Pakistani officials say President Asif Ali Zardari will attend the upcoming NATO summit in Chicago, after Pakistan's cabinet endorsed a last-minute invitation to discuss the situation in Afghanistan.
NATO made the invitation to President Zardari earlier this week after Pakistan suggested it would soon re-open ground supply routes to international troops in Afghanistan.
Islamabad closed the supply routes to NATO nearly six months ago to protest U.S. airstrikes that mistakenly killed 24 Pakistani troops near the Afghan border.
Both sides are working to finalize a deal to end the blockade before the start of the NATO summit on Sunday. State Department spokesperson Victoria Nuland said Wednesday that some progress has been made in the negotiations.
“We've said from the very beginning that if we can get it done by Chicago, that will send a powerful signal of support from Pakistan to Afghanistan and to the larger support for the ISAF mission. That said, it's not done until it's done.”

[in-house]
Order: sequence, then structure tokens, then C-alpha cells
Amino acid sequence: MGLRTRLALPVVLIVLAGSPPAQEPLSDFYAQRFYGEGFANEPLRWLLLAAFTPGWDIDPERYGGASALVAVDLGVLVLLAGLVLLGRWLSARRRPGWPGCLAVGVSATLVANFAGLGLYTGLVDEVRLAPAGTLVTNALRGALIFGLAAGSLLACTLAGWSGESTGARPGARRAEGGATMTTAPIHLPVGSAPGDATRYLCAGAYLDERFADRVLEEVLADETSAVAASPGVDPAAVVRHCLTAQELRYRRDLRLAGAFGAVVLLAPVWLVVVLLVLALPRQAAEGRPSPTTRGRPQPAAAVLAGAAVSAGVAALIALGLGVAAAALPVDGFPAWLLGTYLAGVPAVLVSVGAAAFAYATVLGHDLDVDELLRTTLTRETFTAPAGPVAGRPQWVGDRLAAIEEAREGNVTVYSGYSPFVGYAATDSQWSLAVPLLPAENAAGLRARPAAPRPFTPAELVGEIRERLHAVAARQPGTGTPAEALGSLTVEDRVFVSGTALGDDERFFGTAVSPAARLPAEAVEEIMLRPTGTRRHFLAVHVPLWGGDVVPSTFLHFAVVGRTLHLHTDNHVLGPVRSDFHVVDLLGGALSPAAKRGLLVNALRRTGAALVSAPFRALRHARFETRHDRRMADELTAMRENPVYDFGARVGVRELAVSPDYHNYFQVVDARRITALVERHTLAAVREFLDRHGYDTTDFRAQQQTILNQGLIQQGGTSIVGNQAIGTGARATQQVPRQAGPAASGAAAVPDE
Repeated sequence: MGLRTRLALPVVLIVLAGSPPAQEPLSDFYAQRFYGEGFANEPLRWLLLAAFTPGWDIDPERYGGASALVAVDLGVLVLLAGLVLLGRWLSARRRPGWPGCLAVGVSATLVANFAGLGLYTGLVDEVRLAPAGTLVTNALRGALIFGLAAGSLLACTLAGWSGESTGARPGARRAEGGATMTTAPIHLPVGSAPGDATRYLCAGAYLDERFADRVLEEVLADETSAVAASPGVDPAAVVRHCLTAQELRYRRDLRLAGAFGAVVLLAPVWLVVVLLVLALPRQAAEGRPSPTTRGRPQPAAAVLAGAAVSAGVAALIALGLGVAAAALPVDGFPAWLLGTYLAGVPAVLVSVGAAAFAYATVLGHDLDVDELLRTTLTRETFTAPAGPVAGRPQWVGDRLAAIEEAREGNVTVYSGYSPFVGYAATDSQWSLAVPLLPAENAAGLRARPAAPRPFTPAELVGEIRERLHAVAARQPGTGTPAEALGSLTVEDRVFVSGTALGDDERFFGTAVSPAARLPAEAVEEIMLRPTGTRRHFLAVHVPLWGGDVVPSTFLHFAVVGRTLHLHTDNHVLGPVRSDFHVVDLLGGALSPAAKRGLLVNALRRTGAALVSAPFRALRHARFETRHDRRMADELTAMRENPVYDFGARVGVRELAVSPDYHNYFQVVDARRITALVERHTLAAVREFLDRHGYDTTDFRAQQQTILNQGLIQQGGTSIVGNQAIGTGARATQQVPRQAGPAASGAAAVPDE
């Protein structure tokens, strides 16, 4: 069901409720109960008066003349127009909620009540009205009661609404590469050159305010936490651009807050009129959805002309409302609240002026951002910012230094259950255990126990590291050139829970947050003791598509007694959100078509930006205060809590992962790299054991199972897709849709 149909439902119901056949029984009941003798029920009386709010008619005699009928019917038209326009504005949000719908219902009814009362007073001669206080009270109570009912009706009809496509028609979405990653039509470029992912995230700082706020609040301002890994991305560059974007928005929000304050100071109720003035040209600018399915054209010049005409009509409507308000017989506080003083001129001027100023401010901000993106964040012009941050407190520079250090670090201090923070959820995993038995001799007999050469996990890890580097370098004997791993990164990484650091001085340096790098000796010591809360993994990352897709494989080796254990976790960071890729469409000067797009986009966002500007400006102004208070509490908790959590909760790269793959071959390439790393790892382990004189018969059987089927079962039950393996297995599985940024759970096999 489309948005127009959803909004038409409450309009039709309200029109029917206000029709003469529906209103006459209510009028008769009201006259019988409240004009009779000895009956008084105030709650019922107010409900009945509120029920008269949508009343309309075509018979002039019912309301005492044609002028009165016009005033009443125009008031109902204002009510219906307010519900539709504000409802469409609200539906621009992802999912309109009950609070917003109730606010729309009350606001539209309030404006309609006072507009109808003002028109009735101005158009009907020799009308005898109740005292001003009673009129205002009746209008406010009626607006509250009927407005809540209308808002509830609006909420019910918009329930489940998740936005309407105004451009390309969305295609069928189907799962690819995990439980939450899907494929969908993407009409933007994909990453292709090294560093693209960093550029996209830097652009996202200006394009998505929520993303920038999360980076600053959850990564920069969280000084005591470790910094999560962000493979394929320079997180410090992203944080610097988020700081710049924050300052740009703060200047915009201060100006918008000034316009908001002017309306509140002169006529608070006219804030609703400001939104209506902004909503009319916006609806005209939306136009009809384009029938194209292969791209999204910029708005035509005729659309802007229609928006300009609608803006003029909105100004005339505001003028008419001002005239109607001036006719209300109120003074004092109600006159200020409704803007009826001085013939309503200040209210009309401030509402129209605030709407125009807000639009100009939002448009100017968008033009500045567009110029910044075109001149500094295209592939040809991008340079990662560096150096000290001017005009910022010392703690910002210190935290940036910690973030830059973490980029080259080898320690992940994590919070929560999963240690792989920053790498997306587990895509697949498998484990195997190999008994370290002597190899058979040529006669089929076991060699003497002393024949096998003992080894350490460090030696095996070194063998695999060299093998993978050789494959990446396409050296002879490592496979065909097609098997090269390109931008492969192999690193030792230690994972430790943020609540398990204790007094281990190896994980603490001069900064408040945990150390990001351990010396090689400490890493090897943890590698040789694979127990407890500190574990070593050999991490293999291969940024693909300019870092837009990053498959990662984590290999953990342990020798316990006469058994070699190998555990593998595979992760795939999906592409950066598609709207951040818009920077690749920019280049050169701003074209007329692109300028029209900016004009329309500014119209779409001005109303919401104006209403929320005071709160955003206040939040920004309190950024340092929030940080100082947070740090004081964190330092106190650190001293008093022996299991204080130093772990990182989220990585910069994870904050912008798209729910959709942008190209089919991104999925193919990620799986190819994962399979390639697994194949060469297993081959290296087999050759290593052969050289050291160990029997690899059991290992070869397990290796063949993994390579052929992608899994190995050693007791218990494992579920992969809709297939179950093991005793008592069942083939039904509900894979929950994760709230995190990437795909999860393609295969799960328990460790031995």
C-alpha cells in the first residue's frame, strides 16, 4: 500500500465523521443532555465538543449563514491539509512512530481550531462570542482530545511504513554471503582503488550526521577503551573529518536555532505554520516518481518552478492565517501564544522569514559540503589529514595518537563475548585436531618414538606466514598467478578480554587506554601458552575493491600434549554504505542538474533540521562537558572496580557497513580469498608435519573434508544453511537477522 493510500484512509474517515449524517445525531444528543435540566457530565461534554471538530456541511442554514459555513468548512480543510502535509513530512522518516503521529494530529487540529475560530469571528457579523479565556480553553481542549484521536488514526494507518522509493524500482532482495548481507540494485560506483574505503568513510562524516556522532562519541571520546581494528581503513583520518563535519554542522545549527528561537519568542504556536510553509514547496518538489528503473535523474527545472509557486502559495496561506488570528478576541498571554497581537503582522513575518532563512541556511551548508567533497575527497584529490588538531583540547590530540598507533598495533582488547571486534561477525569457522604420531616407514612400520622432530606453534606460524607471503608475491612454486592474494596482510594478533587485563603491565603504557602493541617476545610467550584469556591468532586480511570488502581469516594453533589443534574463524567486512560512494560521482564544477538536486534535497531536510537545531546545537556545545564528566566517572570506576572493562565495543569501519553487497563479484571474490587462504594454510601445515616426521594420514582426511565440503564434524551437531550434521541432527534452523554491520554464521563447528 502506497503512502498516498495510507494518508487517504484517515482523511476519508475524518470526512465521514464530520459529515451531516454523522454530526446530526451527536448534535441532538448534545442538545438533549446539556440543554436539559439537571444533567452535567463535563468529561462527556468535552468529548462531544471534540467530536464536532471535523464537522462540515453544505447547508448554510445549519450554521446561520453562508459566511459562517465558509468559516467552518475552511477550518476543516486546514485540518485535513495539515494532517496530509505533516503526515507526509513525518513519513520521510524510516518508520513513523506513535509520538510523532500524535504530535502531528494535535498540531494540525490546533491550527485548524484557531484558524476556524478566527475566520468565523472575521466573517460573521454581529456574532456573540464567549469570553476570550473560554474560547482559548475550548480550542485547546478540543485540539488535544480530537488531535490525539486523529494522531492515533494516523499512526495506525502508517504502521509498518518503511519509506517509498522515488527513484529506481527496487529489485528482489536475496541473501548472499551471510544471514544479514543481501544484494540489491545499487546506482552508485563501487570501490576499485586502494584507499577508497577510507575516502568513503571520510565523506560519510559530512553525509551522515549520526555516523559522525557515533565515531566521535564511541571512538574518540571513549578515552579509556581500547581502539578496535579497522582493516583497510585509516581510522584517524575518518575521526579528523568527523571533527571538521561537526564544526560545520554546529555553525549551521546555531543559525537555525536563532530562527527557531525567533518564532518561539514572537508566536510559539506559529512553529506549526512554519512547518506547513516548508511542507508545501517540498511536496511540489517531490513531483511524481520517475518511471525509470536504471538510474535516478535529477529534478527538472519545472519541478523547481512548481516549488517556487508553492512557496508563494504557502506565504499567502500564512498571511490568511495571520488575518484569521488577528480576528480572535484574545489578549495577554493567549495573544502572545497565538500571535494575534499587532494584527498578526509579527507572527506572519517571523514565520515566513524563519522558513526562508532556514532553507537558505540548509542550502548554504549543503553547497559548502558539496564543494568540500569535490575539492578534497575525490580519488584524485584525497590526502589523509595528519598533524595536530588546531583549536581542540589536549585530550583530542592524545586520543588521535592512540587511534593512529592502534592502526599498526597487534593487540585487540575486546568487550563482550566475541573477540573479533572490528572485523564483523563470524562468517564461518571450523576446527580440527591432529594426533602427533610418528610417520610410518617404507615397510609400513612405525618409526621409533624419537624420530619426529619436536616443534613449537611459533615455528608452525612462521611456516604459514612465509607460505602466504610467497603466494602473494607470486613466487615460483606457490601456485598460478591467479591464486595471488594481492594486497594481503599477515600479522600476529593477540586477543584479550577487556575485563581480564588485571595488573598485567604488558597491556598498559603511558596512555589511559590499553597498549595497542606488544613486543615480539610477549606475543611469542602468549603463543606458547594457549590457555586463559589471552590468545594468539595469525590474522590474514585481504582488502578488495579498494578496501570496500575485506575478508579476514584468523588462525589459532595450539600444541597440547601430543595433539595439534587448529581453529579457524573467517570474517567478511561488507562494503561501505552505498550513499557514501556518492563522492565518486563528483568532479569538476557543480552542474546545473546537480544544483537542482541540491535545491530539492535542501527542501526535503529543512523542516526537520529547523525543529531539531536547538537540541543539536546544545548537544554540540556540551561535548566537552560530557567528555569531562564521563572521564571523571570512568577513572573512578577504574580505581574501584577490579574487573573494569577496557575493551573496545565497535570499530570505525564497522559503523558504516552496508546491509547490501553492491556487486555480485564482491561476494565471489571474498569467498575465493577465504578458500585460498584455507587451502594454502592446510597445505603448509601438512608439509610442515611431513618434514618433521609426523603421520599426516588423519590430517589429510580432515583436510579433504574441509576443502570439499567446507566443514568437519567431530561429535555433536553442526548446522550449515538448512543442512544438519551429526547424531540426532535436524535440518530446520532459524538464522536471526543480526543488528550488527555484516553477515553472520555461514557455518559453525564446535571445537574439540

On Monday, Pakistan's prime minister, Yousuf Raza Gilani, said his government was in serious discussions with U.S. officials on reopening the supply routes.
Until the talk of reopening the supply lines, it had been unclear if Pakistan – not a NATO member – would participate in the talks that will largely focus on the international community's commitment to Afghanistan's future.
Pakistani officials demanded an unconditional apology for the deadly NATO airstrikes. But Washington only offered condolences and Islamabad retaliated by cutting off NATO ground supply routes. The U.S. withdrew as much as $3 billion of promised military aid, as relations with Pakistan deteriorated.
The attack also prompted Pakistan's parliament to review its future engagement with the United States, with lawmakers calling for an end to U.S. drone strikes on Pakistani soil. Washington says the strikes targeting militants in Pakistan's northwest are crucial to defeating al-Qaida and the Taliban.